Alumni Affairs


This year, 31 Cornell alumni classes are inviting their members to take part in what has become an annual rite of passage for incoming students, the Cornell New Student Reading Project.

Begun by Provost Biddy Martin in 2001, the New Student Reading Project was developed as a way to encourage intellectual and social rapport among incoming freshmen. Since its inception, the project's popularity has skyrocketed, and the chosen books have become the subject of required assignments and events for more than 3,000 freshmen and transfer students. Furthermore, the books have formed the inspiration for local high school essay contests and have become the highlight of Ithaca community forums and events. New this year 5000 students from 67 high schools in 18 New York State Counties and New York City will read Chinua Achebe's masterful novel Things Fall Apart as part of a statewide pilot program coordinated through Cornell Cooperative Extension and the New Student Reading Project at Cornell.

During orientation week, new students participate in a community-wide discussion panel and small group sessions facilitated by faculty members and current students. If you can't make the trip back to Ithaca for an intimate chat or debate, don't worry! Cornell's CyberTower offers an online video forum and study room, so that alumni, parents, and friends can participate from anywhere in the world.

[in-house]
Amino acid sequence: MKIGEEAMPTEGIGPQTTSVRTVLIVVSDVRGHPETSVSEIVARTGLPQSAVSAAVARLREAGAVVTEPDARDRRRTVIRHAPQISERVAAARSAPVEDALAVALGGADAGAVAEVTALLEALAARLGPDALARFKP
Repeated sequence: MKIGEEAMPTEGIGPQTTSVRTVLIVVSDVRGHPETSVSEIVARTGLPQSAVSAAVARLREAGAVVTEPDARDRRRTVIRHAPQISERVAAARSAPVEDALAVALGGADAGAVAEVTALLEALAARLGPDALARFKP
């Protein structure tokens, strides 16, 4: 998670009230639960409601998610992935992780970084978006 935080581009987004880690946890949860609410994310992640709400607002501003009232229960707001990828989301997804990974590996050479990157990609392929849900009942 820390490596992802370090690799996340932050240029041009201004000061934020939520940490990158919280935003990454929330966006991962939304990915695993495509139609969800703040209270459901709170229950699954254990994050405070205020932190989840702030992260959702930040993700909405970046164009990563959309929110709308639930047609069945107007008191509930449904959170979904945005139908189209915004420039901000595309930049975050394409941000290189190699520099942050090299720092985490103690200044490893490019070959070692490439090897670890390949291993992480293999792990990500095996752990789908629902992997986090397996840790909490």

Copies of the Cornell University edition of Things Fall Apart are available at your local library or in bookstores. To see if your class is participating, contact your class officers via your class Web site.


Things Fall Apart

Recipe for Yam Fufu (Foo-Foo) Balls

Place 2 lb of yams in cold unsalted water. Boil the water and cook yams for about 25 minutes or until the yams are soft. Remove the yams, cool, peel and mash with 1/4 tsp black pepper and 1 tsp of butter. Place in a food processor to remove lumps but do not puree. Beat by hand with a spoon or wire whisk until completely smooth. The FuFu should have a sticky, slightly resilient consistency. Shape into balls and serve warm.

Adapted from Oxfam

Broken mask

2005 New Student Reading Project Cornell University